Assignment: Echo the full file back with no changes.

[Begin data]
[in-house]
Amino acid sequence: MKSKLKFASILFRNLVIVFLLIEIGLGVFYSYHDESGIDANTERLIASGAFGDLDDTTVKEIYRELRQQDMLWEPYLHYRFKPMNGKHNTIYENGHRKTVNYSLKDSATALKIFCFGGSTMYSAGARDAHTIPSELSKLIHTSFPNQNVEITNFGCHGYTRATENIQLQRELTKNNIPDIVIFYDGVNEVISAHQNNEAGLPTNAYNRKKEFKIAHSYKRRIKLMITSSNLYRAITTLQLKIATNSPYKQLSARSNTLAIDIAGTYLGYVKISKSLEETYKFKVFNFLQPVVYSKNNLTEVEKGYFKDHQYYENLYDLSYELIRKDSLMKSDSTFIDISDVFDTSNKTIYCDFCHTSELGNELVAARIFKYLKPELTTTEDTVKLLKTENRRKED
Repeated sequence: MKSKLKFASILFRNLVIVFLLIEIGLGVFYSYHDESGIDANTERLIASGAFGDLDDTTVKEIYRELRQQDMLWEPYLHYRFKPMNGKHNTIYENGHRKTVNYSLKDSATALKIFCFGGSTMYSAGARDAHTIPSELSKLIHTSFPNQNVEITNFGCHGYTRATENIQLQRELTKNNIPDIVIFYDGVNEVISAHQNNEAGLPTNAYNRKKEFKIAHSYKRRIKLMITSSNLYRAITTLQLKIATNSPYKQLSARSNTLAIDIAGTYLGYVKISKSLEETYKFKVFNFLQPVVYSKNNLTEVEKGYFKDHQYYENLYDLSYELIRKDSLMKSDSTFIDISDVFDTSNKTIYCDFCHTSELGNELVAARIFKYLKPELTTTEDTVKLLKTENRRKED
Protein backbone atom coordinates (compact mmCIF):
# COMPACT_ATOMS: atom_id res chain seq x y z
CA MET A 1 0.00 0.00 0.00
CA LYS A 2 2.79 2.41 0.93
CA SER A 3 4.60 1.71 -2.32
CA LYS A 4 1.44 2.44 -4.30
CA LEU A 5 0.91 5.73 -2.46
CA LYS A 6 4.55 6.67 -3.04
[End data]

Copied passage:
[in-house]
Amino acid sequence: MKSKLKFASILFRNLVIVFLLIEIGLGVFYSYHDESGIDANTERLIASGAFGDLDDTTVKEIYRELRQQDMLWEPYLHYRFKPMNGKHNTIYENGHRKTVNYSLKDSATALKIFCFGGSTMYSAGARDAHTIPSELSKLIHTSFPNQNVEITNFGCHGYTRATENIQLQRELTKNNIPDIVIFYDGVNEVISAHQNNEAGLPTNAYNRKKEFKIAHSYKRRIKLMITSSNLYRAITTLQLKIATNSPYKQLSARSNTLAIDIAGTYLGYVKISKSLEETYKFKVFNFLQPVVYSKNNLTEVEKGYFKDHQYYENLYDLSYELIRKDSLMKSDSTFIDISDVFDTSNKTIYCDFCHTSELGNELVAARIFKYLKPELTTTEDTVKLLKTENRRKED
Repeated sequence: MKSKLKFASILFRNLVIVFLLIEIGLGVFYSYHDESGIDANTERLIASGAFGDLDDTTVKEIYRELRQQDMLWEPYLHYRFKPMNGKHNTIYENGHRKTVNYSLKDSATALKIFCFGGSTMYSAGARDAHTIPSELSKLIHTSFPNQNVEITNFGCHGYTRATENIQLQRELTKNNIPDIVIFYDGVNEVISAHQNNEAGLPTNAYNRKKEFKIAHSYKRRIKLMITSSNLYRAITTLQLKIATNSPYKQLSARSNTLAIDIAGTYLGYVKISKSLEETYKFKVFNFLQPVVYSKNNLTEVEKGYFKDHQYYENLYDLSYELIRKDSLMKSDSTFIDISDVFDTSNKTIYCDFCHTSELGNELVAARIFKYLKPELTTTEDTVKLLKTENRRKED
Protein backbone atom coordinates (compact mmCIF):
# COMPACT_ATOMS: atom_id res chain seq x y z
CA MET A 1 0.00 0.00 0.00
CA LYS A 2 2.79 2.41 0.93
CA SER A 3 4.60 1.71 -2.32
CA LYS A 4 1.44 2.44 -4.30
CA LEU A 5 0.91 5.73 -2.46
CA LYS A 6 4.55 6.67 -3.04